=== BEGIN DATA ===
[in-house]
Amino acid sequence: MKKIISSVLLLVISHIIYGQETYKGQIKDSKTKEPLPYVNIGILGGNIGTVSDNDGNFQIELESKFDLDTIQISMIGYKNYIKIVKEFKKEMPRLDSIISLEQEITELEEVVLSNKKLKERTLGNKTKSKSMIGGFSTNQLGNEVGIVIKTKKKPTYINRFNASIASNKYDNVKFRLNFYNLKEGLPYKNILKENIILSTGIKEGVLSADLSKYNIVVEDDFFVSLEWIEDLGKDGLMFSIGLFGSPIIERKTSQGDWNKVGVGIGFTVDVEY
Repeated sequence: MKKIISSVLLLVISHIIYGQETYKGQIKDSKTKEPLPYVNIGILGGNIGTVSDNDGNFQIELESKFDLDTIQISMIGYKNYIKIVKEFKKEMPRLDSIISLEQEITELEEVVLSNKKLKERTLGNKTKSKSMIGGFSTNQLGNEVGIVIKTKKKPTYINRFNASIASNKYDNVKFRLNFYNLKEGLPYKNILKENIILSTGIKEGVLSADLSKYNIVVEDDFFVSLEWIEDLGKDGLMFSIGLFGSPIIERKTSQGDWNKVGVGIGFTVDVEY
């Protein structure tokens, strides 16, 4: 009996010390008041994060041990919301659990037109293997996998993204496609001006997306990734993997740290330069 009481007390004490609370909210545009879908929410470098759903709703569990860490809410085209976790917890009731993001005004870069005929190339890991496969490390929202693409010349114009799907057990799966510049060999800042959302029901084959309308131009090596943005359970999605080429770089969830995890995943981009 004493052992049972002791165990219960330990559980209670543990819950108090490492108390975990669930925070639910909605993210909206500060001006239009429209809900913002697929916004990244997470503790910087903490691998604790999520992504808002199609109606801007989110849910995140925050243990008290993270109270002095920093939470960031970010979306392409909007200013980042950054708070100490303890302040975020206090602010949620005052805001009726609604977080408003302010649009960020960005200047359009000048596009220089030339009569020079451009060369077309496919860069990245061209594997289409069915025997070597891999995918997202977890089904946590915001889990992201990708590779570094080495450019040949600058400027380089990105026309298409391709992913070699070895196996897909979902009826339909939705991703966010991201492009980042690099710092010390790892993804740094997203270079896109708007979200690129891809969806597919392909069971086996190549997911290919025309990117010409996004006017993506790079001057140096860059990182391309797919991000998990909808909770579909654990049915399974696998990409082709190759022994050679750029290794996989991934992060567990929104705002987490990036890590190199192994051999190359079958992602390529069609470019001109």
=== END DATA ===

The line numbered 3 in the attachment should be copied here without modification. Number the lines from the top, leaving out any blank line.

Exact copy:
Repeated sequence: MKKIISSVLLLVISHIIYGQETYKGQIKDSKTKEPLPYVNIGILGGNIGTVSDNDGNFQIELESKFDLDTIQISMIGYKNYIKIVKEFKKEMPRLDSIISLEQEITELEEVVLSNKKLKERTLGNKTKSKSMIGGFSTNQLGNEVGIVIKTKKKPTYINRFNASIASNKYDNVKFRLNFYNLKEGLPYKNILKENIILSTGIKEGVLSADLSKYNIVVEDDFFVSLEWIEDLGKDGLMFSIGLFGSPIIERKTSQGDWNKVGVGIGFTVDVEY